Our mission is to become a worldwide reference for education in the field for all professionals involved in the process to disseminate knowledge & skills of Acute Cardiovascular Care.
Our mission is to promote excellence in clinical diagnosis, research, technical development, and education in cardiovascular imaging in Europe.
Our mission is to promote excellence in research, practice, education and policy in cardiovascular health, primary and secondary prevention.
Our mission is to reduce the burden of cardiovascular disease through percutaneous cardiovascular interventions.
Improving the quality of life and reducing sudden cardiac death by limiting the impact of heart rhythm disturbances.
Our mission is to improve quality of life and longevity, through better prevention, diagnosis and treatment of heart failure, including the establishment of networks for its management, education and research.
The ESC Working Groups' goal is to stimulate and disseminate scientific knowledge in different fields of cardiology.
The ESC Councils' goal is to share knowledge among medical professionals practising in specific cardiology domains.
OUR MISSION: TO REDUCE THE BURDEN OF CARDIOVASCULAR DISEASE
Professor Wael Jaber,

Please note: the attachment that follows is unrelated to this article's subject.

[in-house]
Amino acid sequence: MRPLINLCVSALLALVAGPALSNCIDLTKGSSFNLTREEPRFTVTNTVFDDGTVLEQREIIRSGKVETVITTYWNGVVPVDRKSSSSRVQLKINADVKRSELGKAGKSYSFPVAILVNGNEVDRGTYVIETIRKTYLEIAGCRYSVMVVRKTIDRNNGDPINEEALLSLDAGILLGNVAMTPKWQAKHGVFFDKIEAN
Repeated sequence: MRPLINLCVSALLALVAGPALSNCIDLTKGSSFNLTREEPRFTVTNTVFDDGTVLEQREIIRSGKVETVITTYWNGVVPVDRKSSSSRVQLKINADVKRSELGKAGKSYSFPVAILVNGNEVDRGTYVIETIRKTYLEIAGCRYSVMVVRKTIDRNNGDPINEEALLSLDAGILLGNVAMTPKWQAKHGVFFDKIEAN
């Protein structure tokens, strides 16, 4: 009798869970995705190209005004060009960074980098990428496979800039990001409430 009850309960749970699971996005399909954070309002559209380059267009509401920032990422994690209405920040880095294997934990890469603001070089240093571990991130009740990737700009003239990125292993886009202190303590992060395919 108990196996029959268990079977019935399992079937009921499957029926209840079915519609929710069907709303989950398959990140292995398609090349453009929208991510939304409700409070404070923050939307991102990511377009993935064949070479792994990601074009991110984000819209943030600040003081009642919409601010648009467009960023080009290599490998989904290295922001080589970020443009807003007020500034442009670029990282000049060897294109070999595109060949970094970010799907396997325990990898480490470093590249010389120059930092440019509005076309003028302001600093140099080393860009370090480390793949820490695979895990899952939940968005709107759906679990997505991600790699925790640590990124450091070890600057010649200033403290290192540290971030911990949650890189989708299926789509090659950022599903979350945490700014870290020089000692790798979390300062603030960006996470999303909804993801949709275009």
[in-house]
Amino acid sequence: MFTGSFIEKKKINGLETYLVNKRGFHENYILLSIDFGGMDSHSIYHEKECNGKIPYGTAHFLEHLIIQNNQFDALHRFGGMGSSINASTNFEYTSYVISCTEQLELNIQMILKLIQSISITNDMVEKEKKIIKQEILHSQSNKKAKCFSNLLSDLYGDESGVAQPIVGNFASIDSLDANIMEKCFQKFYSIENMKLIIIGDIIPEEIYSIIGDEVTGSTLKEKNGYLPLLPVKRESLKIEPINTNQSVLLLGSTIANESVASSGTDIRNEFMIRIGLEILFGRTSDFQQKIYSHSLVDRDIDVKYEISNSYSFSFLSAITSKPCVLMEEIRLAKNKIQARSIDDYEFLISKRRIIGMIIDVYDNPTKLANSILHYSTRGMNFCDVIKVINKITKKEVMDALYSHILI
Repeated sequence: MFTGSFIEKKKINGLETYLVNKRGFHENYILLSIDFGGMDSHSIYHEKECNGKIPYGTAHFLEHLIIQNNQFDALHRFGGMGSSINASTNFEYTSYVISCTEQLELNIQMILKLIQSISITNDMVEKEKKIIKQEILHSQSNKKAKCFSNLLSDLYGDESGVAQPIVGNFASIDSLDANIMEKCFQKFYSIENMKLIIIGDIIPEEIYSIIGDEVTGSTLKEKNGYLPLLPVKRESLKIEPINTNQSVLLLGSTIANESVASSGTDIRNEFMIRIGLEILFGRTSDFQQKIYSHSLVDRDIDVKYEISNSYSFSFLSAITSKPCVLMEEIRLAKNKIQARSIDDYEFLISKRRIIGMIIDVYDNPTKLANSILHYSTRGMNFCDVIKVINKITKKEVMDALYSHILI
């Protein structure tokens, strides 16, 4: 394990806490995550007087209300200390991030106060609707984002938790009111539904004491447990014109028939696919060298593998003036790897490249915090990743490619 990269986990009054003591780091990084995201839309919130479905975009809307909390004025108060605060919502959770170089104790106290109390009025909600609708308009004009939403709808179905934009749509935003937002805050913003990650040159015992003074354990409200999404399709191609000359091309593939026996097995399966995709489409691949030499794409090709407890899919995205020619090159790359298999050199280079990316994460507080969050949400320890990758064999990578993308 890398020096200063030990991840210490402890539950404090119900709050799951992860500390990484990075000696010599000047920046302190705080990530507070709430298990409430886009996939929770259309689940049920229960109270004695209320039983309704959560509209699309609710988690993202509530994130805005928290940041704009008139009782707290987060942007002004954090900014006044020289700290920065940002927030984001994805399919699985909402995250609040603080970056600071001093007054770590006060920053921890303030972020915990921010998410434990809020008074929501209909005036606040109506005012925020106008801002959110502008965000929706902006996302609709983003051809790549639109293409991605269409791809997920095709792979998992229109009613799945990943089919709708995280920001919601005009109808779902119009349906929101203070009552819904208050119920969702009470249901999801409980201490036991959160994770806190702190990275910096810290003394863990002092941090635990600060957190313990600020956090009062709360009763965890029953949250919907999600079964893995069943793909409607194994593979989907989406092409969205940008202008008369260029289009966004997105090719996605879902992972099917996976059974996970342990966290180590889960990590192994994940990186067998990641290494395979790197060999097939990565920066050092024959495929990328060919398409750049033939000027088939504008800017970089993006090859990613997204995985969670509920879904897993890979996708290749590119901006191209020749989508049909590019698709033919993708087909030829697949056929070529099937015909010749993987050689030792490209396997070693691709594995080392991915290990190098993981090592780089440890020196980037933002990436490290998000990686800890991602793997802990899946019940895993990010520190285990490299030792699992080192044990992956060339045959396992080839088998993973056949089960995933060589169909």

This was the first joint session to be held at this meeting that is co-sponsored by the American Society of Nuclear Cardiology (ASNC). The 4 speakers addressed all recent cardiac imaging-related trials with focus on clinical implications in daily practice. The session took a tour de force by Dr. Danilo Neglia from a leading Italian European trial (EVINCI), to a review of COURAGE and PROMISE and a new risk score by Dr. Cremer that can outperform the Forester-Diamond score. In addition, we learned about the value and downstream course of testing from a presentation from the CE-MARC 1 and 2 studies. The 2 studies used SPECT, and perfusion MRI or later a NICE-guided management for patients presenting with possible coronary disease. Finally, we had a review by Dr Thomas of the STICH and PARR-2 studies and their role in guiding viability testing. We learned the major shortcomings of STICH as an observational non-randomised “viability” trial utilising an outdated and inconsistent testing modality in an open label fashion, and in some but not all patients in the overall study. The chairs and the speakers all agreed that optimal medical therapy should be the initial management of patients with suspected or confirmed coronary artery disease. Any future trial should include an optimal medical therapy arm in addition to the imaging arm(s).
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